Panel Faults C.I.A. Over Brutality and Deceit in Interrogations, More Than A Quarter Of The World’s Countries Helped The CIA Run Its Torture Program, Senate report finds CIA torture produced ‘fabricated’ intel and thwarted no plots
December 10, 2014 Comments Off on Panel Faults C.I.A. Over Brutality and Deceit in Interrogations, More Than A Quarter Of The World’s Countries Helped The CIA Run Its Torture Program, Senate report finds CIA torture produced ‘fabricated’ intel and thwarted no plots
Panel Faults C.I.A. Over Brutality and Deceit in Interrogations
By MARK MAZZETTI DEC. 9, 2014
WASHINGTON — The Senate Intelligence Committee on Tuesday issued a sweeping indictment of the Central Intelligence Agency’s program to detain and interrogate terrorism suspects in the years after the Sept. 11 attacks, drawing on millions of internal C.I.A. documents to illuminate practices that it said were more brutal — and far less effective — than the agency acknowledged either to Bush administration officials or to the public.
The long-delayed report delivers a withering judgment on one of the most controversial tactics of a twilight war waged over a dozen years. The Senate committee’s investigation, born of what its chairwoman, Senator Dianne Feinstein of California, said was a need to reckon with the excesses of this war, found that C.I.A. officials routinely misled the White House and Congress about the information it obtained, and failed to provide basic oversight of the secret prisons it established around the world.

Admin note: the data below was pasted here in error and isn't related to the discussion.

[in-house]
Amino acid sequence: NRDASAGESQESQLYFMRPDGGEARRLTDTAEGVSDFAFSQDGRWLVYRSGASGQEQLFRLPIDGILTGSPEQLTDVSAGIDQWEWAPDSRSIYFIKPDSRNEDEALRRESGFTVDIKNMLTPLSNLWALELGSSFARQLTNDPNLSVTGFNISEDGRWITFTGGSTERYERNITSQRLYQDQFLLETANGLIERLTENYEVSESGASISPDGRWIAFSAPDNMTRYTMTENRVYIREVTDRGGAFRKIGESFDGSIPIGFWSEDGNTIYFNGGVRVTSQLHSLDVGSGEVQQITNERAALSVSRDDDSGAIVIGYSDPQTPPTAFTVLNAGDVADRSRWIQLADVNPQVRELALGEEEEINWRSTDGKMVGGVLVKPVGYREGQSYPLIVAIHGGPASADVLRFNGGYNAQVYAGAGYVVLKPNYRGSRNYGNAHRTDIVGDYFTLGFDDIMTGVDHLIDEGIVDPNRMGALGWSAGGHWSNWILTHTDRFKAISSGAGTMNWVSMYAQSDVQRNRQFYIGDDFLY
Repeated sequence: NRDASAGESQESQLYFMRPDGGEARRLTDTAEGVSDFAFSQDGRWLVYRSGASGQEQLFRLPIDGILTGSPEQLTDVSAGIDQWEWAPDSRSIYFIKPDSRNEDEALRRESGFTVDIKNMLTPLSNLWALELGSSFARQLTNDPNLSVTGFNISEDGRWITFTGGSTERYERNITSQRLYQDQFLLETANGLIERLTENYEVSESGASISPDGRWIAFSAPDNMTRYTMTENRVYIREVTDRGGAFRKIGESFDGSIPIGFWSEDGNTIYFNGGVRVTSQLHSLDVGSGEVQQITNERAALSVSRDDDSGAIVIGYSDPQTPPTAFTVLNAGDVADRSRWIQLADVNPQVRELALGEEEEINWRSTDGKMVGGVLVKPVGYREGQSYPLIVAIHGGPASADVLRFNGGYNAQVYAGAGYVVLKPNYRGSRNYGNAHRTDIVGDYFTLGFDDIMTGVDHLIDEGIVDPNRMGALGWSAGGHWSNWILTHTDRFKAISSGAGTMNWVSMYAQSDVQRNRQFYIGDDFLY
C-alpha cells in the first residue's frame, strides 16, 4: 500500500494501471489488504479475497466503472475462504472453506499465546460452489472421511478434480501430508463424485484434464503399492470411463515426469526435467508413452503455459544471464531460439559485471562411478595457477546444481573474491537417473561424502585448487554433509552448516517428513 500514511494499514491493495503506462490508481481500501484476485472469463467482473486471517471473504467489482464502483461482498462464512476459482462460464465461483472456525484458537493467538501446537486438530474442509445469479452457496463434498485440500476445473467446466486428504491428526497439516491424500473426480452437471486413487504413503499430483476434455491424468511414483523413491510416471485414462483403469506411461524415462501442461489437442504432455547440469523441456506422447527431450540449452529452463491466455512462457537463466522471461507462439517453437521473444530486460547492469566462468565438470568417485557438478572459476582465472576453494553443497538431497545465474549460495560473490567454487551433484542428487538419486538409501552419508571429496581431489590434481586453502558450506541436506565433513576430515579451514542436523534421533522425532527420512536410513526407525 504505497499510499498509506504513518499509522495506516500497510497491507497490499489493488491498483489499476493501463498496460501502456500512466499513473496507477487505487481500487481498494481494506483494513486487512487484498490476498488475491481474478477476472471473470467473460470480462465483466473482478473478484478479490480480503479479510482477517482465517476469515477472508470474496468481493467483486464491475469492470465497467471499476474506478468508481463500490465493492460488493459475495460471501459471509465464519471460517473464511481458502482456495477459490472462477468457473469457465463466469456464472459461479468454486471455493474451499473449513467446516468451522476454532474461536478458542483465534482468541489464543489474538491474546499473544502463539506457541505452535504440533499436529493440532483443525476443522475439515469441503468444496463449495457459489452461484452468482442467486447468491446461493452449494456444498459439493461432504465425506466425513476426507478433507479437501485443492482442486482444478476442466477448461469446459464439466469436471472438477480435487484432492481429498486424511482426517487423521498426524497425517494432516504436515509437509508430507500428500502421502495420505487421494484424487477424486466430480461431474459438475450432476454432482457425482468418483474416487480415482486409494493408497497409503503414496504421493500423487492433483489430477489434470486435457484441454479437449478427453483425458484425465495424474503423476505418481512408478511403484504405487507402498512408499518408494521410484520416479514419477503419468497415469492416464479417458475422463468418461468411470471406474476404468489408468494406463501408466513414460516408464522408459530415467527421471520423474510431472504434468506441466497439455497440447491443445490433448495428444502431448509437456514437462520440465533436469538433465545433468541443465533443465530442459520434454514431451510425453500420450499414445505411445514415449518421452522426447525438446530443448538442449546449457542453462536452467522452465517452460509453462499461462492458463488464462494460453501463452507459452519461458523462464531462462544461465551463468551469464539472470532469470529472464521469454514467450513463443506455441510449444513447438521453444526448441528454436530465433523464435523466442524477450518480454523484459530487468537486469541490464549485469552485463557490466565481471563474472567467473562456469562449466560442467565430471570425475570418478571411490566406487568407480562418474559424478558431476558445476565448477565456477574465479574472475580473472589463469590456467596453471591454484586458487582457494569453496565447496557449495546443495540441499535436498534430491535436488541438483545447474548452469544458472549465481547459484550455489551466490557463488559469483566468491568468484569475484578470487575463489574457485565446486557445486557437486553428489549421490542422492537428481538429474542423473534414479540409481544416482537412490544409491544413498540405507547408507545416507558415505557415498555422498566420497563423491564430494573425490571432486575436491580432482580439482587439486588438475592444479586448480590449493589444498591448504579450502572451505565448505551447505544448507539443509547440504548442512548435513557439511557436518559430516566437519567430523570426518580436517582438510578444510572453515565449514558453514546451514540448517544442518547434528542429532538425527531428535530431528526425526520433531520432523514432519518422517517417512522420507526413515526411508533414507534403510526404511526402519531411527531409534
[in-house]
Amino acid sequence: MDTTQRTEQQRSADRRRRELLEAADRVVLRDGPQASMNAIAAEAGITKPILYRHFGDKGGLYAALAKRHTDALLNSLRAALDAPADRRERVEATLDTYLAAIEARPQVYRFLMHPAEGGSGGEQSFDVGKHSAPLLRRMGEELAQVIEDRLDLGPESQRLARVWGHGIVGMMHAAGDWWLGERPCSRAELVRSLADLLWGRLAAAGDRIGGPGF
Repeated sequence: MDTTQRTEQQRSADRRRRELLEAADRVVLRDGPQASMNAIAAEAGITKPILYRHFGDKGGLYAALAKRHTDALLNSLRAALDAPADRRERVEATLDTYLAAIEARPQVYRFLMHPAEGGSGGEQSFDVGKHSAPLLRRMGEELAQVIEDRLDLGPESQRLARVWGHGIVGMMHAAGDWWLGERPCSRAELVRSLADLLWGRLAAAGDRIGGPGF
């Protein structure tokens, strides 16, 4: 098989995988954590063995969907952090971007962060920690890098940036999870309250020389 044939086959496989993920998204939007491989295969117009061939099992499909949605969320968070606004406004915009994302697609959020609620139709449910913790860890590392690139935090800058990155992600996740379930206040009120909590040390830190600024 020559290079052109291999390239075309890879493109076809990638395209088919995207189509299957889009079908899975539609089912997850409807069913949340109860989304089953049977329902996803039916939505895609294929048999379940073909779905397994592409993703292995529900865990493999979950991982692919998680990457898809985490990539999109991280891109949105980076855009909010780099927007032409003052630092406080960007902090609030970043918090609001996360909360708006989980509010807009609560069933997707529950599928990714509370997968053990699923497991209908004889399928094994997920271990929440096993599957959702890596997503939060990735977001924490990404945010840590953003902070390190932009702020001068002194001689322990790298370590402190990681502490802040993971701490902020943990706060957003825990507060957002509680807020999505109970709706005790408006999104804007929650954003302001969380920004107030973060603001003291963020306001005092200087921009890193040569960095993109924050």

In exhaustive detail, the report gives a macabre accounting of some of the grisliest techniques that the C.I.A. used to torture and imprison terrorism suspects. Detainees were deprived of sleep for as long as a week, and were sometimes told that they would be killed while in American custody. With the approval of the C.I.A.’s medical staff, some prisoners were subjected to medically unnecessary “rectal feeding” or “rectal hydration” — a technique that the C.I.A.’s chief of interrogations described as a way to exert “total control over the detainee.” C.I.A. medical staff members described the waterboarding of Khalid Shaikh Mohammed, the chief planner of the Sept. 11 attacks, as a “series of near drownings.”